ST. LOUIS – Just when the Texas Rangers seemed picked clean as the barbecue Cardinals closer Jason Motte(notes) devoured for lunch in front of TV cameras, they scored two runs in the ninth inning Thursday night to win 2-1 and even the World Series at one victory apiece.
Motte, reluctantly handed the closer role late in the regular season by manager Tony La Russa, had been invincible throughout the playoffs. But he gave up a single to Ian Kinsler(notes), and after Kinsler stole second, Elvis Andrus(notes) got a hit that put runners on second and third with none out when Cardinals first baseman Albert Pujols(notes) couldn't handle the cutoff throw from center fielder Jon Jay(notes). Pujols was charged with an error.
Josh Hamilton(notes) and Michael Young(notes) followed with sacrifice flies against Motte's successors Arthur Rhodes(notes) and Lance Lynn(notes), and instead of the Cardinals heading to Texas up two games to none, they stagger south having squandered the home-field advantage.
Motte likely had heartburn by the end of the night, and it had nothing to do with the fare from Pappy's Smokehouse, St. Louis' pork paradise. In nine previous postseason innings he'd allowed no runs and one hit.
And the Cardinals had a string of 15 consecutive victories on getaway days snapped, days they liked to end with what they called "Happy Flights" to the next city on their schedule.
Instead, it was the Rangers' Neftali Feliz(notes) who closed the game. Feliz walked Yadier Molina(notes) to begin the inning but struck out Nick Punto(notes) and pinch-hitter Skip Schumaker(notes), and retired Rafael Furcal(notes) on a flyout, reaching 99 mph with his fastball.
"They did some classic baseball stuff to get the two guys around to score," La Russa said. "It took a lot of guts [for Kinsler] to steal that base."
The Rangers haven't lost two games in a row since late August. They are the defending American League champions. Nobody should be surprised that they turned the series on its head in the last of their 18 innings in St. Louis. Guts they have in spades.
"We played nine full innings," Rangers manager Ron Washington said. "We have great character."
Their rally obscured a remarkable showdown in the seventh inning that produced the Cardinals' run. Allen Craig(notes), a tad more familiar to a national audience, stood at the plate, again. Alexi Ogando(notes), a tad more vulnerable deep in his heart, stood on the mound, again.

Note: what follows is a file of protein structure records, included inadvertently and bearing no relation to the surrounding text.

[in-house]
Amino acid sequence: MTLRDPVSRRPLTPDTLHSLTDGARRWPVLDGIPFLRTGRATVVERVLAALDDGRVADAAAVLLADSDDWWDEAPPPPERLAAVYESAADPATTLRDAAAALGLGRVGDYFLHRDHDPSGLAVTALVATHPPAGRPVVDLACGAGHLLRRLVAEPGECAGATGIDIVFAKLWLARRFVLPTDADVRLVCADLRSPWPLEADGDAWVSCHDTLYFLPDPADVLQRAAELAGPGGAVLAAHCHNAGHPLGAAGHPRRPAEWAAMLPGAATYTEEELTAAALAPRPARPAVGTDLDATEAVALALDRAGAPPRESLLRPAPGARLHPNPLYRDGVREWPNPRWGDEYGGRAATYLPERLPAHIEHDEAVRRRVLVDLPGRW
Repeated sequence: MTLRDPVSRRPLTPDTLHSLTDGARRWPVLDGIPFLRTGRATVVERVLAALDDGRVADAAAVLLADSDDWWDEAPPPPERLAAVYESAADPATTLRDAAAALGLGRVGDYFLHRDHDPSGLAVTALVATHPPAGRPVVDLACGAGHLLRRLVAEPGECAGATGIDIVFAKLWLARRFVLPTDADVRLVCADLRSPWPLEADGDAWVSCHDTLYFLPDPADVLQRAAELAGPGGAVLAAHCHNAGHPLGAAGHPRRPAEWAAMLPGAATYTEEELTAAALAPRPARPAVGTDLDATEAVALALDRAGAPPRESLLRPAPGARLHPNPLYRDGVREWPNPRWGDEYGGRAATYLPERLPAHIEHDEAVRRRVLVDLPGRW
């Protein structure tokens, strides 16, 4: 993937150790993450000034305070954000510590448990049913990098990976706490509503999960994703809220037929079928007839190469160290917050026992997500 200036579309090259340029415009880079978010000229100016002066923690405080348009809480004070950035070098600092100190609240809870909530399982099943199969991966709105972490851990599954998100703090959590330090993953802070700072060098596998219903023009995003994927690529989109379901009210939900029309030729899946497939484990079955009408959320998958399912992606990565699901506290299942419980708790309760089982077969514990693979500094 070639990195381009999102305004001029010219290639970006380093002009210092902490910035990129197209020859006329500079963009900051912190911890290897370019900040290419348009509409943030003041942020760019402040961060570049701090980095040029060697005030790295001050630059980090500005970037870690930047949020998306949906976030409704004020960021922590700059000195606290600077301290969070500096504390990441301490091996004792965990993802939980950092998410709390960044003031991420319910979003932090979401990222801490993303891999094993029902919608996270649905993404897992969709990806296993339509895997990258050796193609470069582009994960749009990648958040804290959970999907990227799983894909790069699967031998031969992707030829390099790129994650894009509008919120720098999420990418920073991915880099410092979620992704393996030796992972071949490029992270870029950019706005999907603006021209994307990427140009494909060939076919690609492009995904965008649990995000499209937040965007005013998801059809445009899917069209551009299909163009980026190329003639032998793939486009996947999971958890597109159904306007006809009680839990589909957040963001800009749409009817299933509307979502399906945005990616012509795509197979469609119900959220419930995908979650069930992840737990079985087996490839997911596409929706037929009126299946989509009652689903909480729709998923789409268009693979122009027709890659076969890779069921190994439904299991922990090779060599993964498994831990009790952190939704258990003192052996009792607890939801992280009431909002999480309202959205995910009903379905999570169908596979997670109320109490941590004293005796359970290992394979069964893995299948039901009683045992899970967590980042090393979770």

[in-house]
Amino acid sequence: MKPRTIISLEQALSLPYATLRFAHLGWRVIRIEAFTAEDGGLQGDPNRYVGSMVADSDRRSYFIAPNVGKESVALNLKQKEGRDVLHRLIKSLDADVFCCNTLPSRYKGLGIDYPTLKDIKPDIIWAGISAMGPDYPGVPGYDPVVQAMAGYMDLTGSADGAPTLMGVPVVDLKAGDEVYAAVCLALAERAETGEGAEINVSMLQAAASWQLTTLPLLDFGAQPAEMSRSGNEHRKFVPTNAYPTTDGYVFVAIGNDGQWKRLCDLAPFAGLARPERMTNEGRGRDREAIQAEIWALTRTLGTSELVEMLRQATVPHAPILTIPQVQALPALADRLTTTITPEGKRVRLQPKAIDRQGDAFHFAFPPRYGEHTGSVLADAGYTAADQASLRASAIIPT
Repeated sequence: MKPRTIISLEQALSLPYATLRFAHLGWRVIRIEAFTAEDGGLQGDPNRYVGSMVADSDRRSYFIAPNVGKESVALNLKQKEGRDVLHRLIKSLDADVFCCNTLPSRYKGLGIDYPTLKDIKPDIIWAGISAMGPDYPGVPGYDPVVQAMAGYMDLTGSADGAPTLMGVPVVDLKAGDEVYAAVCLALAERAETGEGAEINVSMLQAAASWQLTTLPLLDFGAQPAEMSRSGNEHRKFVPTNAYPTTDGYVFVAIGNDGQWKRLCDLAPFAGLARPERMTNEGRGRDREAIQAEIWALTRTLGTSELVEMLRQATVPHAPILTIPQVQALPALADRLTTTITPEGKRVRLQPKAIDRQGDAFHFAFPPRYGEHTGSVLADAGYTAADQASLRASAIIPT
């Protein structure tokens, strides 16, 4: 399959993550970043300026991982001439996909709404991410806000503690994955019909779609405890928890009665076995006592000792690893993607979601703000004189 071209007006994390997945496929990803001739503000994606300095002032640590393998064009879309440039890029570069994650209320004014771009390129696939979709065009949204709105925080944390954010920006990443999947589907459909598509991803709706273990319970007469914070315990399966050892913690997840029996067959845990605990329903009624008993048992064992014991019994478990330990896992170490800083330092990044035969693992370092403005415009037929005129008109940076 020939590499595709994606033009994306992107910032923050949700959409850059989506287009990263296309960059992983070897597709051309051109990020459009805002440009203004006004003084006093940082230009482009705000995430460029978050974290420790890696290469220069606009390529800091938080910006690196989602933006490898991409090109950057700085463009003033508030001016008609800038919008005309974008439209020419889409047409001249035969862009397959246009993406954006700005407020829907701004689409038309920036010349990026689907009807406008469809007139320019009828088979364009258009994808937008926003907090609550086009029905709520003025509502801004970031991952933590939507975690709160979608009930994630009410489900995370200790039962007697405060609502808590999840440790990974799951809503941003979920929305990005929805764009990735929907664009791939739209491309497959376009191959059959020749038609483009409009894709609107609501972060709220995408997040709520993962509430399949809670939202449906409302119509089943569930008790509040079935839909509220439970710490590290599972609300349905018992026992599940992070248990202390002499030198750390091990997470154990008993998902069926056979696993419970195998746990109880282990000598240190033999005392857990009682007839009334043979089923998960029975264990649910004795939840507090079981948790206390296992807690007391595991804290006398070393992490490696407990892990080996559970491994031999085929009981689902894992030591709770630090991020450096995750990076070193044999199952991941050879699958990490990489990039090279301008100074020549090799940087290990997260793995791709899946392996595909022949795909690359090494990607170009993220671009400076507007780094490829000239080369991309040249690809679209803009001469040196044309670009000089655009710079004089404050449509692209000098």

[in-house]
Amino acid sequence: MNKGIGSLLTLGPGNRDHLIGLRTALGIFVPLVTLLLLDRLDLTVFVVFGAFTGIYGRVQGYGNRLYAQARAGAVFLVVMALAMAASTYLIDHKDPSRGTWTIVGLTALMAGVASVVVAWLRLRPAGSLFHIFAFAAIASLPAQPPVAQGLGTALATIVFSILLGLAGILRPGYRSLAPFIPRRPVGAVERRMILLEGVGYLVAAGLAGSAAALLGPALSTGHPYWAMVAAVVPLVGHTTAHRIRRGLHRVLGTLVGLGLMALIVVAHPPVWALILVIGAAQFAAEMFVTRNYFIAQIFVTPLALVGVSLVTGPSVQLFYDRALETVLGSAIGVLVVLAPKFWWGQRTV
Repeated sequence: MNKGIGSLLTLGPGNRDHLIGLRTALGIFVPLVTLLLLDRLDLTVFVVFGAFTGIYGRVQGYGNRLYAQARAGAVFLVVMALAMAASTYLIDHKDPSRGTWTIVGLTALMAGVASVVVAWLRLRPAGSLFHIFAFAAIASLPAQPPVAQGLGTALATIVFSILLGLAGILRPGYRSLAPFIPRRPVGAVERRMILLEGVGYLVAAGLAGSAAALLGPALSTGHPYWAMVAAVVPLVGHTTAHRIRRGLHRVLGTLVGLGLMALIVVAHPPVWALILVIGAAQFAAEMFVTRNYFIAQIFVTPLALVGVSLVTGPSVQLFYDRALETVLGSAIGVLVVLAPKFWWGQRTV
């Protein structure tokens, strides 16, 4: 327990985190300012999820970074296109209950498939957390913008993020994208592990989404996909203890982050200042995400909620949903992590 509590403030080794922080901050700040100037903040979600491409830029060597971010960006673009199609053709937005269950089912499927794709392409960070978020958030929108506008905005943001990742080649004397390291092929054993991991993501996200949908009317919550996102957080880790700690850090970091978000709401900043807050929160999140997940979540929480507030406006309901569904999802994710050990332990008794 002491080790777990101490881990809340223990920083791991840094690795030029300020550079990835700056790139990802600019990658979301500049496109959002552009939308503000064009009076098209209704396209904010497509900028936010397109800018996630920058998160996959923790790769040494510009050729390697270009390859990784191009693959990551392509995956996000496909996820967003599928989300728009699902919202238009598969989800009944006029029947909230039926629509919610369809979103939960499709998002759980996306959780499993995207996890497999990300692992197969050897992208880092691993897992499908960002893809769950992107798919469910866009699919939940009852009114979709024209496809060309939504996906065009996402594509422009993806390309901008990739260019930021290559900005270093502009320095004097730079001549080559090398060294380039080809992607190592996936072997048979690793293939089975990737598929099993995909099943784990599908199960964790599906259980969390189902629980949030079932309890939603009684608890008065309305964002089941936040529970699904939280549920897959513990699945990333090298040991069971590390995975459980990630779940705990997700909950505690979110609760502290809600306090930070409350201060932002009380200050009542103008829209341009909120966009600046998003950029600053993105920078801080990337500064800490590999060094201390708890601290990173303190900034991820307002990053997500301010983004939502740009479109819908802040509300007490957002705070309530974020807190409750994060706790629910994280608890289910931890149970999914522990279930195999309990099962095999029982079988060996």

Was it any surprise the result was identical to a night earlier? Certainly, because outcomes in baseball rarely repeat themselves as neatly as this. Craig lined a single to right field, scoring David Freese(notes) to give St. Louis a 1-0 lead.
Game 1, you'll recall, was decided by a pinch-hit single to right field by the very same Craig against the very same Ogando, scoring the very same Freese. It marked the first time a player has produced two go-ahead RBIs as a pinch-hitter in the same series. But this time it didn't produce a victory.
The scenario won't play out this precisely a third time for one simple reason: Craig will be in the starting lineup because a designated hitter is allowed in the AL ballpark.
Motte's meltdown and Craig's hit overshadowed spectacular performances by the starting pitchers. One, Jaime Garcia(notes), was the first born in Mexico to start a World Series game since Fernando Valenzuela in 1981. The other, Colby Lewis(notes), resurrected his flagging career by pitching for two years in Japan.
Both dominated Game 2, a Series that was supposed to yield to each team's well-stocked bullpens. Starters had difficulty lasting even five innings throughout the championship series.
But Garcia pitched seven scoreless innings before being lifted for Craig. That juncture also was the end for Lewis, who exited having allowed four hits in 6 2/3 innings. Washington opted for the right-handed Ogando again against Craig, a power pitcher against a hitter who loves fastballs and is as adept at hitting righties as he is lefties.
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Washington sticks to his convictions, whether it be Ogando as the first man out of the bullpen or Hamilton batting third despite a groin pull. Washington was peppered with questions before the game by reporters who suggested he move the ailing Hamilton down in the batting order.
Washington wouldn't waver, however, and it was Hamilton whose long flyout to right field scored Kinsler with the tying run. La Russa had been getting all the kudos for managerial acuity, and deservedly so, but maybe Washington ought to get some credit, too.
"We're equal in the way we play baseball and it's going to be fun the rest of the way," Washington said. "Tonight was one of those great ballgames I think you will continue to see between the Cardinals and Rangers. That's what you're in for, so I've got to say, those of you that have bad hearts, watch yourself."
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